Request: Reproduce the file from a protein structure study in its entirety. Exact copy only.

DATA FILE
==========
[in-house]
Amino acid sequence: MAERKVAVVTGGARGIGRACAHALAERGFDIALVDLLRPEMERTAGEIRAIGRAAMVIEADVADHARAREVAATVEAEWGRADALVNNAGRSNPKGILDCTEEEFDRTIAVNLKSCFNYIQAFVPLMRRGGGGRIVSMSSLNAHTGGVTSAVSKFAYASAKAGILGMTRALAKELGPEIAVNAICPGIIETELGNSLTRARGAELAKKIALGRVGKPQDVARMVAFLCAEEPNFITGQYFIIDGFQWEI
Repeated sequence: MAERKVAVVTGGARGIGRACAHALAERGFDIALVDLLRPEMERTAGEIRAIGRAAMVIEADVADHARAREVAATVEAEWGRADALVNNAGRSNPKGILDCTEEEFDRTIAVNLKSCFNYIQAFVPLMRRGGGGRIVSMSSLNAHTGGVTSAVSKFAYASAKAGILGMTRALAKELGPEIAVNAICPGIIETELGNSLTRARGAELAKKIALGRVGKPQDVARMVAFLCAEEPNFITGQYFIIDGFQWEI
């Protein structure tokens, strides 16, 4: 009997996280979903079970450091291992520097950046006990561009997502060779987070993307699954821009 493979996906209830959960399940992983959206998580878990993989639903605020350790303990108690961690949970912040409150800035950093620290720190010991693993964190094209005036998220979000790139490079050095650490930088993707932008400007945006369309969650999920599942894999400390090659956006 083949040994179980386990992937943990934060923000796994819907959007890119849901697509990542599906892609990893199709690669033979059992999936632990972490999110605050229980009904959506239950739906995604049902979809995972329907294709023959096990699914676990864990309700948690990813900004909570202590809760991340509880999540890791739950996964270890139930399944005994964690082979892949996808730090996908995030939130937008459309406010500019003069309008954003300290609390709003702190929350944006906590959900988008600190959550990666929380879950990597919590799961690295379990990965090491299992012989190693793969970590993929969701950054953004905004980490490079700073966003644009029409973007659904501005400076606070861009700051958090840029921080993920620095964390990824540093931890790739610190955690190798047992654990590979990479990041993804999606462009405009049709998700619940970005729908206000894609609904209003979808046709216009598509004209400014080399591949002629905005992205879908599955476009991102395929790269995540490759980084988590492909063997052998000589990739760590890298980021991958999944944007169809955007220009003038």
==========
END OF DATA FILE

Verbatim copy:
[in-house]
Amino acid sequence: MAERKVAVVTGGARGIGRACAHALAERGFDIALVDLLRPEMERTAGEIRAIGRAAMVIEADVADHARAREVAATVEAEWGRADALVNNAGRSNPKGILDCTEEEFDRTIAVNLKSCFNYIQAFVPLMRRGGGGRIVSMSSLNAHTGGVTSAVSKFAYASAKAGILGMTRALAKELGPEIAVNAICPGIIETELGNSLTRARGAELAKKIALGRVGKPQDVARMVAFLCAEEPNFITGQYFIIDGFQWEI
Repeated sequence: MAERKVAVVTGGARGIGRACAHALAERGFDIALVDLLRPEMERTAGEIRAIGRAAMVIEADVADHARAREVAATVEAEWGRADALVNNAGRSNPKGILDCTEEEFDRTIAVNLKSCFNYIQAFVPLMRRGGGGRIVSMSSLNAHTGGVTSAVSKFAYASAKAGILGMTRALAKELGPEIAVNAICPGIIETELGNSLTRARGAELAKKIALGRVGKPQDVARMVAFLCAEEPNFITGQYFIIDGFQWEI
């Protein structure tokens, strides 16, 4: 009997996280979903079970450091291992520097950046006990561009997502060779987070993307699954821009 493979996906209830959960399940992983959206998580878990993989639903605020350790303990108690961690949970912040409150800035950093620290720190010991693993964190094209005036998220979000790139490079050095650490930088993707932008400007945006369309969650999920599942894999400390090659956006 083949040994179980386990992937943990934060923000796994819907959007890119849901697509990542599906892609990893199709690669033979059992999936632990972490999110605050229980009904959506239950739906995604049902979809995972329907294709023959096990699914676990864990309700948690990813900004909570202590809760991340509880999540890791739950996964270890139930399944005994964690082979892949996808730090996908995030939130937008459309406010500019003069309008954003300290609390709003702190929350944006906590959900988008600190959550990666929380879950990597919590799961690295379990990965090491299992012989190693793969970590993929969701950054953004905004980490490079700073966003644009029409973007659904501005400076606070861009700051958090840029921080993920620095964390990824540093931890790739610190955690190798047992654990590979990479990041993804999606462009405009049709998700619940970005729908206000894609609904209003979808046709216009598509004209400014080399591949002629905005992205879908599955476009991102395929790269995540490759980084988590492909063997052998000589990739760590890298980021991958999944944007169809955007220009003038």